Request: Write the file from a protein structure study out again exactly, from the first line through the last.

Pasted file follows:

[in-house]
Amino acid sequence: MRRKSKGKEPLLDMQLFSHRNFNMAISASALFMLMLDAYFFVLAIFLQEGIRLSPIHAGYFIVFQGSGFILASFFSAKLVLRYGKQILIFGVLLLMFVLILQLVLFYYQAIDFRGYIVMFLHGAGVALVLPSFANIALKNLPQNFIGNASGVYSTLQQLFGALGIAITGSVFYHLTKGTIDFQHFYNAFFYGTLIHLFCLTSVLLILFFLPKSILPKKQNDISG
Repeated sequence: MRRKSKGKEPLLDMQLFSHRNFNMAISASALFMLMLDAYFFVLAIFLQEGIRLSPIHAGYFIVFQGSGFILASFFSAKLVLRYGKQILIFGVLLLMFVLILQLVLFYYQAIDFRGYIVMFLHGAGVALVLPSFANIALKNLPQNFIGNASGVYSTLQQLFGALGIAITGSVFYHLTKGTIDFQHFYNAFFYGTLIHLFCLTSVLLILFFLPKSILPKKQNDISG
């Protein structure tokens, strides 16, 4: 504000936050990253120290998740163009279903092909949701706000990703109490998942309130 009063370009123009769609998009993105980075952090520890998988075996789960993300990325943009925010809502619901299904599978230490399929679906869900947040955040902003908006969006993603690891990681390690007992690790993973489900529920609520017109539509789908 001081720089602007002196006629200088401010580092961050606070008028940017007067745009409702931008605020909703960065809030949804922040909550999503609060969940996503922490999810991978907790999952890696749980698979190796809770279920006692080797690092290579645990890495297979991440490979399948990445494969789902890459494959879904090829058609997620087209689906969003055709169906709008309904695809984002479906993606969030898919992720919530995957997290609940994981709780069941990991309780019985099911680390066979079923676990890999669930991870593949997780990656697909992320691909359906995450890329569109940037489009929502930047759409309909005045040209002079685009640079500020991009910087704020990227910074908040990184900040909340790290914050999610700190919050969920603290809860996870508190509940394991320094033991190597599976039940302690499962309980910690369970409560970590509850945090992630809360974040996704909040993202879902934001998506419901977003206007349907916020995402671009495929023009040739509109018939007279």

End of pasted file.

[in-house]
Amino acid sequence: MRRKSKGKEPLLDMQLFSHRNFNMAISASALFMLMLDAYFFVLAIFLQEGIRLSPIHAGYFIVFQGSGFILASFFSAKLVLRYGKQILIFGVLLLMFVLILQLVLFYYQAIDFRGYIVMFLHGAGVALVLPSFANIALKNLPQNFIGNASGVYSTLQQLFGALGIAITGSVFYHLTKGTIDFQHFYNAFFYGTLIHLFCLTSVLLILFFLPKSILPKKQNDISG
Repeated sequence: MRRKSKGKEPLLDMQLFSHRNFNMAISASALFMLMLDAYFFVLAIFLQEGIRLSPIHAGYFIVFQGSGFILASFFSAKLVLRYGKQILIFGVLLLMFVLILQLVLFYYQAIDFRGYIVMFLHGAGVALVLPSFANIALKNLPQNFIGNASGVYSTLQQLFGALGIAITGSVFYHLTKGTIDFQHFYNAFFYGTLIHLFCLTSVLLILFFLPKSILPKKQNDISG
């Protein structure tokens, strides 16, 4: 504000936050990253120290998740163009279903092909949701706000990703109490998942309130 009063370009123009769609998009993105980075952090520890998988075996789960993300990325943009925010809502619901299904599978230490399929679906869900947040955040902003908006969006993603690891990681390690007992690790993973489900529920609520017109539509789908 001081720089602007002196006629200088401010580092961050606070008028940017007067745009409702931008605020909703960065809030949804922040909550999503609060969940996503922490999810991978907790999952890696749980698979190796809770279920006692080797690092290579645990890495297979991440490979399948990445494969789902890459494959879904090829058609997620087209689906969003055709169906709008309904695809984002479906993606969030898919992720919530995957997290609940994981709780069941990991309780019985099911680390066979079923676990890999669930991870593949997780990656697909992320691909359906995450890329569109940037489009929502930047759409309909005045040209002079685009640079500020991009910087704020990227910074908040990184900040909340790290914050999610700190919050969920603290809860996870508190509940394991320094033991190597599976039940302690499962309980910690369970409560970590509850945090992630809360974040996704909040993202879902934001998506419901977003206007349907916020995402671009495929023009040739509109018939007279």